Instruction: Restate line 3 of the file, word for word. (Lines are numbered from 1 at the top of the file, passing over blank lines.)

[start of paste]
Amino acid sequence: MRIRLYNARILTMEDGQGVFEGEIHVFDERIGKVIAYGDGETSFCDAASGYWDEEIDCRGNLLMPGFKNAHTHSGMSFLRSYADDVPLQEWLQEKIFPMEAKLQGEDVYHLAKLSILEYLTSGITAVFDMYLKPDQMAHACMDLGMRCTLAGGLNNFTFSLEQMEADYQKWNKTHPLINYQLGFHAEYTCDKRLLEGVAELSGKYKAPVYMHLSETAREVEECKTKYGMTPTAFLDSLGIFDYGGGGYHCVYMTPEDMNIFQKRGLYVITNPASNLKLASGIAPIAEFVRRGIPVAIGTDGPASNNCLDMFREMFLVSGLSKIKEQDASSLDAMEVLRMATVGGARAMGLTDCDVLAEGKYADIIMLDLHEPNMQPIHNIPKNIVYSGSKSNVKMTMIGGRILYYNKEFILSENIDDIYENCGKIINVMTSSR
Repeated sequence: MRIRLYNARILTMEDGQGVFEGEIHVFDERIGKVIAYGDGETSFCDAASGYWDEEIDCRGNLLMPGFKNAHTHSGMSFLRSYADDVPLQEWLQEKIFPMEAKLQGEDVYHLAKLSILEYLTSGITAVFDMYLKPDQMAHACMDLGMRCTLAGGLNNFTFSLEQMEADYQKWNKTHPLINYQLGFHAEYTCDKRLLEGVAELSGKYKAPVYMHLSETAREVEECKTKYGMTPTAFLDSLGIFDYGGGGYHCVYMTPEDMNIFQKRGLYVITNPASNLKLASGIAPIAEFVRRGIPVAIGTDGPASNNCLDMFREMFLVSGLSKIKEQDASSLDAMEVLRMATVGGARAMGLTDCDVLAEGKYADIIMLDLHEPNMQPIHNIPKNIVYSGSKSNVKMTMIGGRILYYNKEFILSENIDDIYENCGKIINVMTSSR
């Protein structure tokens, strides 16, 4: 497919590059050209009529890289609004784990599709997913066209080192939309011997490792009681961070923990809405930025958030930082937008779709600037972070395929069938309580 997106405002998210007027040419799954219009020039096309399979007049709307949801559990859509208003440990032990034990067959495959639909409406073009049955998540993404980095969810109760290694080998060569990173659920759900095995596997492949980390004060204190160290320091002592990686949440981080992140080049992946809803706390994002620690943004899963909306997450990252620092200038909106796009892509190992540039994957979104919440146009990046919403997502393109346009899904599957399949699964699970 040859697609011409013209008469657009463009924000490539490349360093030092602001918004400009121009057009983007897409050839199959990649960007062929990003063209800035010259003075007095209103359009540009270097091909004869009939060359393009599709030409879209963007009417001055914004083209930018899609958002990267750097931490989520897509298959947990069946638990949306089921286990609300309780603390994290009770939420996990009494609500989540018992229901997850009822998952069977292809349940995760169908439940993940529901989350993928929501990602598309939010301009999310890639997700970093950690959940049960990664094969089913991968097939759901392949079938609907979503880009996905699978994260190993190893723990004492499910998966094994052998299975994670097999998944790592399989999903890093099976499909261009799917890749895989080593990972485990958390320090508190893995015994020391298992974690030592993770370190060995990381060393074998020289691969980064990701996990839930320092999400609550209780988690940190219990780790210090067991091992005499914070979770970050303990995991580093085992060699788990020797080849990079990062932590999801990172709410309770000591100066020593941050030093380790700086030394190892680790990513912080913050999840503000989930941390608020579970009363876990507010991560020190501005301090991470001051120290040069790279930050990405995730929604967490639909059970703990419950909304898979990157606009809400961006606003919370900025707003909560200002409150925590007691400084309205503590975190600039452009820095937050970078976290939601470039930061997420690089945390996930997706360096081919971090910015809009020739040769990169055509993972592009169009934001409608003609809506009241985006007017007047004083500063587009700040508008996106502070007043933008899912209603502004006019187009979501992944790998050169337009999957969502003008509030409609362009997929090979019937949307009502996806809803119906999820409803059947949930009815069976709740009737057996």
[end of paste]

């Protein structure tokens, strides 16, 4: 497919590059050209009529890289609004784990599709997913066209080192939309011997490792009681961070923990809405930025958030930082937008779709600037972070395929069938309580 997106405002998210007027040419799954219009020039096309399979007049709307949801559990859509208003440990032990034990067959495959639909409406073009049955998540993404980095969810109760290694080998060569990173659920759900095995596997492949980390004060204190160290320091002592990686949440981080992140080049992946809803706390994002620690943004899963909306997450990252620092200038909106796009892509190992540039994957979104919440146009990046919403997502393109346009899904599957399949699964699970 040859697609011409013209008469657009463009924000490539490349360093030092602001918004400009121009057009983007897409050839199959990649960007062929990003063209800035010259003075007095209103359009540009270097091909004869009939060359393009599709030409879209963007009417001055914004083209930018899609958002990267750097931490989520897509298959947990069946638990949306089921286990609300309780603390994290009770939420996990009494609500989540018992229901997850009822998952069977292809349940995760169908439940993940529901989350993928929501990602598309939010301009999310890639997700970093950690959940049960990664094969089913991968097939759901392949079938609907979503880009996905699978994260190993190893723990004492499910998966094994052998299975994670097999998944790592399989999903890093099976499909261009799917890749895989080593990972485990958390320090508190893995015994020391298992974690030592993770370190060995990381060393074998020289691969980064990701996990839930320092999400609550209780988690940190219990780790210090067991091992005499914070979770970050303990995991580093085992060699788990020797080849990079990062932590999801990172709410309770000591100066020593941050030093380790700086030394190892680790990513912080913050999840503000989930941390608020579970009363876990507010991560020190501005301090991470001051120290040069790279930050990405995730929604967490639909059970703990419950909304898979990157606009809400961006606003919370900025707003909560200002409150925590007691400084309205503590975190600039452009820095937050970078976290939601470039930061997420690089945390996930997706360096081919971090910015809009020739040769990169055509993972592009169009934001409608003609809506009241985006007017007047004083500063587009700040508008996106502070007043933008899912209603502004006019187009979501992944790998050169337009999957969502003008509030409609362009997929090979019937949307009502996806809803119906999820409803059947949930009815069976709740009737057996």